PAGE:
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Pat Martino's A Jazz Legend Who Had To Master The Guitar Twice

Tom Beetz (CC-BY-2.0)

Pat Martino had been playing jazz guitar professionally for 19 years in 1980 when a severe brain aneurysm sent him into life-saving surgery - and then into life-altering amnesia. He barely recognized his own parents, let alone his guitar, and felt as if he had been "dropped cold, empty, neutral, cleansed ... naked." Martino's long journey back from that musical erasure began with his father playing back his own recordings for him. Slowly, he taught himself how to play again. By the early '90s, Martino had returned to the soul-jazz, post-bop and jazz-rock fusion scene.

After Prestige Records signed him at the age of 20, Martino recorded albums that are now classics, like "Strings!,"  "Desperado,"  "El Hombre" and  "Baiyina (The Clear Evidence)," one of jazz's first successful ventures into psychedelia. He's played for decades with a who’s who of jazz artists, recording 37 albums as bandleader and playing on many more as sideman. Martino also writes books about guitar theory and teaches seminars and master classes around the world. He's been called the "father of the modern jazz guitar."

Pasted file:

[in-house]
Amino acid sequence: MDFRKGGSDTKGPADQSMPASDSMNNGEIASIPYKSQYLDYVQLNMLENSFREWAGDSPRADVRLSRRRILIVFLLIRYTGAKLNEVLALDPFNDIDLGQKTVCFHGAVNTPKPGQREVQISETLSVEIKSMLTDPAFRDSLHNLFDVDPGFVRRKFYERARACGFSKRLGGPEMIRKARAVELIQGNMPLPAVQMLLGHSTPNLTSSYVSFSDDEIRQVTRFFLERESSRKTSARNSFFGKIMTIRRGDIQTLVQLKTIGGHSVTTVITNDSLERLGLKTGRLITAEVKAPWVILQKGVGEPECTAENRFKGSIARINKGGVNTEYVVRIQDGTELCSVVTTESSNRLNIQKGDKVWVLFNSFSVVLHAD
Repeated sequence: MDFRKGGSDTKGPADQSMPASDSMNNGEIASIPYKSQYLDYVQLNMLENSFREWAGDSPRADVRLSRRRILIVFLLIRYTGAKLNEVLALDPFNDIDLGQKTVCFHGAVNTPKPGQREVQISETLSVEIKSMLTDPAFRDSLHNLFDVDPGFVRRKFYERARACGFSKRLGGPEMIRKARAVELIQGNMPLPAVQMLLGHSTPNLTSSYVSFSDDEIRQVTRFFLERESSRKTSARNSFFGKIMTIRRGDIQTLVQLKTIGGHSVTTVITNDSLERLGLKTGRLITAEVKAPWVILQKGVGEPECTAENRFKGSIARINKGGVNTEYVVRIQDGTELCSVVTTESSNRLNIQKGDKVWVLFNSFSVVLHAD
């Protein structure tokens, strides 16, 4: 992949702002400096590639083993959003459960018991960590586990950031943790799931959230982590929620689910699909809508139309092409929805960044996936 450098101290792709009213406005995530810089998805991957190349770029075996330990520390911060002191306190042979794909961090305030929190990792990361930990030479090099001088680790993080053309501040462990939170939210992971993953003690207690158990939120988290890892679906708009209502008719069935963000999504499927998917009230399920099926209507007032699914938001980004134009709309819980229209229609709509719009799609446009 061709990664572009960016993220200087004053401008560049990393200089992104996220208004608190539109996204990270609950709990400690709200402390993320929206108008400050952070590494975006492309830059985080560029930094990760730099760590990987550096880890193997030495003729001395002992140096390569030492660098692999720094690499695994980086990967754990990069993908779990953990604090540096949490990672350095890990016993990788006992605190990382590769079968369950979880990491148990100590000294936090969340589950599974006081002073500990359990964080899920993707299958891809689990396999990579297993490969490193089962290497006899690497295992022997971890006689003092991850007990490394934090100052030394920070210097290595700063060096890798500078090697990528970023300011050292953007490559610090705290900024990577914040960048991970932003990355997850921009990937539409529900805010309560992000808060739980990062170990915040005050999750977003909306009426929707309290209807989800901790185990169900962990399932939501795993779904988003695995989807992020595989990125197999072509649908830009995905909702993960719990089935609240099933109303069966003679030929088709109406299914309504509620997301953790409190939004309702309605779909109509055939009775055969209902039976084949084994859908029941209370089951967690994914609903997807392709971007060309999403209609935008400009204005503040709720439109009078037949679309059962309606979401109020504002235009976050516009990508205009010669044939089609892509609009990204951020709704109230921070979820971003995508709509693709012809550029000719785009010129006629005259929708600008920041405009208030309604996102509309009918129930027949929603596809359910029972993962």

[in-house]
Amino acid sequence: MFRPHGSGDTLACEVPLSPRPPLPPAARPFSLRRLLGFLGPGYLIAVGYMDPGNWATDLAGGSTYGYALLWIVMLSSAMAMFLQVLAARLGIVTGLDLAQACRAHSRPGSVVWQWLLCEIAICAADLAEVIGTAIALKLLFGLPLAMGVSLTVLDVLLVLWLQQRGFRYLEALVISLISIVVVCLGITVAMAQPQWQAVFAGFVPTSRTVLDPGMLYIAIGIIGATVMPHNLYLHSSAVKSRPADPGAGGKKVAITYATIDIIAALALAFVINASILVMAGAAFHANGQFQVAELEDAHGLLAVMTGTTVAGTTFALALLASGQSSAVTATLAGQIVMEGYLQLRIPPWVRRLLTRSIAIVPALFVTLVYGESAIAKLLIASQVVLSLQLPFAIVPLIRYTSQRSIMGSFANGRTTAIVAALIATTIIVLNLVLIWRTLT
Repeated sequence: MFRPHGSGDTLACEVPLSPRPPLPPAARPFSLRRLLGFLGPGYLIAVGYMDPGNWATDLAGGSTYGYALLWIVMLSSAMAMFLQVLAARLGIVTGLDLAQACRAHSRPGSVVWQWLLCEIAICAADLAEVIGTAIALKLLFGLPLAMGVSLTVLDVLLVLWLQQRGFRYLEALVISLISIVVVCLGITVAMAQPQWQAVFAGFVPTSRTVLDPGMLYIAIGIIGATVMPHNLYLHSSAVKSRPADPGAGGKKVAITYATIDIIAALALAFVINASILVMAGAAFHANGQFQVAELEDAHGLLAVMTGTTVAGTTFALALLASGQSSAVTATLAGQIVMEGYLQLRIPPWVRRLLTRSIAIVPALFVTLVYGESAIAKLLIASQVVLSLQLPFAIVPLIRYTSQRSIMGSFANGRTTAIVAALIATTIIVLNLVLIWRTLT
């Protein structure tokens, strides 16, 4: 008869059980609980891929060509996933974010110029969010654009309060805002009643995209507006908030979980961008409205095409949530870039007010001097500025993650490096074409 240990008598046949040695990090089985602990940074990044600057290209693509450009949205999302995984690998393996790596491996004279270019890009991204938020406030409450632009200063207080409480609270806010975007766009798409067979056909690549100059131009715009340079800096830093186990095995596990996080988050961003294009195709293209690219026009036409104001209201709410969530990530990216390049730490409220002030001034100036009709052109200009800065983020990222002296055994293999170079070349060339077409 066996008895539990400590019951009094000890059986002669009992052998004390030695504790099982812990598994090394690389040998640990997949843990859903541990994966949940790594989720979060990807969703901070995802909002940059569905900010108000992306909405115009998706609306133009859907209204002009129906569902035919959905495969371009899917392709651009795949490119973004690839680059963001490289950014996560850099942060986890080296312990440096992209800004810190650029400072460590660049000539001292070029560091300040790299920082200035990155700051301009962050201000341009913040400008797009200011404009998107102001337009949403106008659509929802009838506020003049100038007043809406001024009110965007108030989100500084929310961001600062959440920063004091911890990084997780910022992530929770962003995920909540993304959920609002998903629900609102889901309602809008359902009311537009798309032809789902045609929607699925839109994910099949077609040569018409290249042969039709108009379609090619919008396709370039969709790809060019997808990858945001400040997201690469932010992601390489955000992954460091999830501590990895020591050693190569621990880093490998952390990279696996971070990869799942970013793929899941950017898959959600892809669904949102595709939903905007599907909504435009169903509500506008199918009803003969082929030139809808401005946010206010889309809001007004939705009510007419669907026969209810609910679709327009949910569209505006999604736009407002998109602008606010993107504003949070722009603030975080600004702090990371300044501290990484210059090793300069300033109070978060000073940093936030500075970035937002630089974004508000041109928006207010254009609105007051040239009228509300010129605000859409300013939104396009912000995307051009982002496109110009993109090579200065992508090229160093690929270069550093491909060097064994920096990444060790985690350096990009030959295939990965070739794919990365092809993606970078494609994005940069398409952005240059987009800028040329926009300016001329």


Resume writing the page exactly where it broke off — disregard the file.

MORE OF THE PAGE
Martino has been nominated for Grammy awards in the “Best Jazz Instrumental Album” and “Best Jazz Instrumental Solo” several times, and readers of Down Beat magazine voted him "Guitar Player of the Year" in 2004. After he returned from a recording hiatus in the 1990s, his hometown of Philadelphia added Martino’s name to its Walk of Fame, and the New York Times wrote: "Mr. Martino is back and he is plotting new musical directions, adding more layers to his myth."

Host John Floridis talks with Pat Martino about a career that has featured losing, then regaining the ability to play guitar, and why it might boil down to a favorite quote from Duke Ellington: "A problem is a chance for you to do your best."

(Broadcast: "Musician's Spotlight,"  4/25/19 and 8/22/19. Listen on the radio Thursdays, 7:30 p.m., or via podcast.)

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